Developing nations, which have contributed little to the issue of climate change, are likely to experience reduced livelihood opportunities and emerging dietary nutrient deficiencies as a result of climate change impacts on fisheries.
A healthy ocean will benefit global sustainable development in a number of ways, finds a new report published today by the Nippon Foundation-Nereus Program. With climate change and social inequity addressed, restoring the ocean will help alleviate poverty, provide livelihoods, and improve the health of millions around the world.
We know that fuel use contributes to climate change, but in a vicious circle, climate change could also increase fuel use in fishing. This is due to fish shifting their distributions due to warming waters. With this increased use of fuel and the increasing price, small-scale and artisanal fishers will have a harder time sustaining livelihoods and feeding their families under climate change.
Mangrove forests, made up of shrubs and trees with sprawling roots that grow in salt water, provide many services to humans and marine ecosystems. They sequester carbon, pulling it from the atmosphere, and prevent erosion of coastal areas. Due to their unique characteristics, mangrove forests provide an important source of food and shelter for marine species, including many important fisheries. Mangroves cover 150,000 km² of coastline in tropical and warm temperate regions around the world. Rachel Seary, Nereus Fellow at Cambridge/UNEP-WCMC, is currently conducting research to understand both the direct benefits that mangroves have on communities living and fishing within their vicinity and also the indirect benefits that mangroves may have on coastal fisheries productivity in Bali, Indonesia.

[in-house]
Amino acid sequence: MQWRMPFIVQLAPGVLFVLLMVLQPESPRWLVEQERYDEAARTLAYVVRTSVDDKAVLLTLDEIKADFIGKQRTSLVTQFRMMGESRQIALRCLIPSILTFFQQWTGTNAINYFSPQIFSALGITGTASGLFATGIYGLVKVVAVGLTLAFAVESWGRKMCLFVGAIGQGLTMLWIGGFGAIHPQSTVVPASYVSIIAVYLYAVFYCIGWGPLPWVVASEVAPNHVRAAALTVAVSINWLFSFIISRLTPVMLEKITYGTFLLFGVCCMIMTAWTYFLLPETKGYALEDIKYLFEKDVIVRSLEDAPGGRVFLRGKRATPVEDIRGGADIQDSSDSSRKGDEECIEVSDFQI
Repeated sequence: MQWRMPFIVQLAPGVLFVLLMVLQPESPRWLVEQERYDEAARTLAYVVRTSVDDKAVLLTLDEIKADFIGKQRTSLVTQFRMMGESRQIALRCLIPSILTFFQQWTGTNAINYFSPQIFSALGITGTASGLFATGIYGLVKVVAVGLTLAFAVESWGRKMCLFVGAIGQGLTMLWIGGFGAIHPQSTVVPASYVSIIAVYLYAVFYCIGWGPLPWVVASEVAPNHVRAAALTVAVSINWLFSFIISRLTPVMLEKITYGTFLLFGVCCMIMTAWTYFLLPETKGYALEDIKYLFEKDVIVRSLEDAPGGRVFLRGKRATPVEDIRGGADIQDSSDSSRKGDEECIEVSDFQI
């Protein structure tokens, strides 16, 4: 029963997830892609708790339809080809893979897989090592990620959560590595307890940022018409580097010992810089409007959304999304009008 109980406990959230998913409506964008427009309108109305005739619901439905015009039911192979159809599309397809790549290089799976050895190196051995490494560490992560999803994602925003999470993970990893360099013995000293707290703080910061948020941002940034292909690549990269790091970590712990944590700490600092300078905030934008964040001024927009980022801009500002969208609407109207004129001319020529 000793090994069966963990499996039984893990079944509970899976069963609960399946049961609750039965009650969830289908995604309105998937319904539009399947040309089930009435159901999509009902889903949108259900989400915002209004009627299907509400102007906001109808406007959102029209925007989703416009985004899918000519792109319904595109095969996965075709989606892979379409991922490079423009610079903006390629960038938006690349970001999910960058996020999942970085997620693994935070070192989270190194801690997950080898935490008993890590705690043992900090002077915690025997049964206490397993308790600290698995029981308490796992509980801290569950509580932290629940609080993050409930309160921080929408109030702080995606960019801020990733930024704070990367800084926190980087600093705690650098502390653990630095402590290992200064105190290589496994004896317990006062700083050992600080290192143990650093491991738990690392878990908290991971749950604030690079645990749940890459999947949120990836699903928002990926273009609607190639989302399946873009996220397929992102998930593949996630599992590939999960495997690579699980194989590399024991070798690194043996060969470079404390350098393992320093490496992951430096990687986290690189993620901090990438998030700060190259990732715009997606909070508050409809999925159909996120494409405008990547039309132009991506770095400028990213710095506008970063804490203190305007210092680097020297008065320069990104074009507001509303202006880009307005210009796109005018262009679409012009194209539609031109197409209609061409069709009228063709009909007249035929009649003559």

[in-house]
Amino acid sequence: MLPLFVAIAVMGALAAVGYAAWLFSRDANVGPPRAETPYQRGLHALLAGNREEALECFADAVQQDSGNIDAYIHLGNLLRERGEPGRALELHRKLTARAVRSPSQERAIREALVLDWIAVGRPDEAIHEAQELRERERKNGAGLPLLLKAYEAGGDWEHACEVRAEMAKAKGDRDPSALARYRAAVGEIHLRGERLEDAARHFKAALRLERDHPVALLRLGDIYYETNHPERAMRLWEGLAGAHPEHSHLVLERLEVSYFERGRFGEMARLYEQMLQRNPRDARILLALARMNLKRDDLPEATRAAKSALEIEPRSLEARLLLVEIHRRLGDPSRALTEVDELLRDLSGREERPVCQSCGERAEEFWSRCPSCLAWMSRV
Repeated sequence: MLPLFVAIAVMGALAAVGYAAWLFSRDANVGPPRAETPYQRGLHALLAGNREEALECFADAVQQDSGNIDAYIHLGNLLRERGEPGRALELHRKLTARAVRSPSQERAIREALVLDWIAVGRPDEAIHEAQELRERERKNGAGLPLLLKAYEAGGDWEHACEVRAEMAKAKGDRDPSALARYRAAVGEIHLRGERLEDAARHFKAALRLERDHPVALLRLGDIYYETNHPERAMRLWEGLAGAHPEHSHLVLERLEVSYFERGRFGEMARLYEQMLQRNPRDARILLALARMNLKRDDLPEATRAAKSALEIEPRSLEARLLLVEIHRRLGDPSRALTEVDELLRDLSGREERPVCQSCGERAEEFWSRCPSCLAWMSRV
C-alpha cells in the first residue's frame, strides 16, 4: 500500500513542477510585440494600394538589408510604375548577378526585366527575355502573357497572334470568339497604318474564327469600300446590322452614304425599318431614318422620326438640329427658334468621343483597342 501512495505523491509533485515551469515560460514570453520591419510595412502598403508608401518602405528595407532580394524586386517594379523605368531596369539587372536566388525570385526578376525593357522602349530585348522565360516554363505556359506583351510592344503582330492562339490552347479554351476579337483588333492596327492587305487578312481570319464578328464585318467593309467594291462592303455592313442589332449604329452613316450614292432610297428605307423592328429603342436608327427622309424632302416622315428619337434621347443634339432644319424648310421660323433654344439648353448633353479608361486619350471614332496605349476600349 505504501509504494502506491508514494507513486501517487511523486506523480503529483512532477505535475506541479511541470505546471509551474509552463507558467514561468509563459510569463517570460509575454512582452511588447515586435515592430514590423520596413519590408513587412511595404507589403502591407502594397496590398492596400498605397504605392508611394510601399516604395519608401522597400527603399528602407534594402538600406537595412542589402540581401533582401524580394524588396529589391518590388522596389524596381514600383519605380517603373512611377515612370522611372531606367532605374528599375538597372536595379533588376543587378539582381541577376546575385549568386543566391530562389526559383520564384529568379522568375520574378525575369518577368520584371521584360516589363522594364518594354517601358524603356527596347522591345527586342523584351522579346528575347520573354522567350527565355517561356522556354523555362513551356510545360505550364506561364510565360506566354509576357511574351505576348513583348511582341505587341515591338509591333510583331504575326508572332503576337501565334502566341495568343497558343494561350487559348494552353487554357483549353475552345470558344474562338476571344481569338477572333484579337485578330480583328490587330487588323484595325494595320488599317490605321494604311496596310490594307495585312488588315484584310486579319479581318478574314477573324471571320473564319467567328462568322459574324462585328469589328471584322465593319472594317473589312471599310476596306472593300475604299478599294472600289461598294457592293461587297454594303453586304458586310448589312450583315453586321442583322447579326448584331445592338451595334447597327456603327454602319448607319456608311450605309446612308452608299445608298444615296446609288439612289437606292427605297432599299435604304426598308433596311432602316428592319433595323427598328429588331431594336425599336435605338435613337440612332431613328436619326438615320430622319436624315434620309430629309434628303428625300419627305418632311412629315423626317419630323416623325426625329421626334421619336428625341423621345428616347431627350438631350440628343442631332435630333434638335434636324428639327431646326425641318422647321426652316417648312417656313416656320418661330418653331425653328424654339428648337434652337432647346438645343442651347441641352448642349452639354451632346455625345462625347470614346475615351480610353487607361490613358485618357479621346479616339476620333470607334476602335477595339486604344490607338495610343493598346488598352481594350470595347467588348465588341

This paper proposes that climate change will alter the effects of pollutants in marine food webs by either directly increasing contaminant exposure (for instance due to receding ice caps), or making organisms more vulnerable to other climate change impacts. It discusses two main classes of contaminants that can affect the health of marine organisms: fat-soluble contaminants known as persistent organic pollutants (POPs), and protein-binding contaminants such as methylmercury (MeHg).
You’ve seen the headlines – tuna is in trouble. “Bleak outlook for sushi favourite as bluefin tuna levels drop 97 per cent,” writes the Telegraph. CBS News says: “Sushi eaters pushing Pacific bluefin tuna to brink of extinction”. Does this mean that you should be putting down those tuna sandwiches and spicy tuna rolls? Not necessarily.
The Nereus Program facilitated a side event on February 16 entitled: “Co-Benefits of Achieving SDG Goal 14 to Wider SDGs: Prioritizing Action Given Climate Change and Social Inequity”. The theme of the event was implications of changing oceans on the advancement of SDG’s, with an emphasis on the co-benefits of achieving ocean targets on other environmental, economic, and social equity goals.
Managing living marine resources in a dynamic environment: The role of seasonal to decadal climate forecasts
Variations in climate lead to fluctuations and changes in fish stocks; they can have effects on such things as fish behaviour, distributions and growth. Because of this, fisheries management has to respond dynamically to these fluctuations. If management decisions are made primarily on past patterns, the negative impacts can be exacerbated, especially with climate change.